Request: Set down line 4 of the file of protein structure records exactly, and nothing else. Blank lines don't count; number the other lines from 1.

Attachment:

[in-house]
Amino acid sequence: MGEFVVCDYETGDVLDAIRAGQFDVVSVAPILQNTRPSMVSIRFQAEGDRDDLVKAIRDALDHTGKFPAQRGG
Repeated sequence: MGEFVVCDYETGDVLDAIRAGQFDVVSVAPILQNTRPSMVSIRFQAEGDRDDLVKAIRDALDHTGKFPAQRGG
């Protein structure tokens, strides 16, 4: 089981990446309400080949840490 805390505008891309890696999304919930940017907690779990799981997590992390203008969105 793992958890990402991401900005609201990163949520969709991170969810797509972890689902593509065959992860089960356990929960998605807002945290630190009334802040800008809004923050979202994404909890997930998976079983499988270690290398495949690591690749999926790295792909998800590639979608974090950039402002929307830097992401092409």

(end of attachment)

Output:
């Protein structure tokens, strides 16, 4: 089981990446309400080949840490 805390505008891309890696999304919930940017907690779990799981997590992390203008969105 793992958890990402991401900005609201990163949520969709991170969810797509972890689902593509065959992860089960356990929960998605807002945290630190009334802040800008809004923050979202994404909890997930998976079983499988270690290398495949690591690749999926790295792909998800590639979608974090950039402002929307830097992401092409």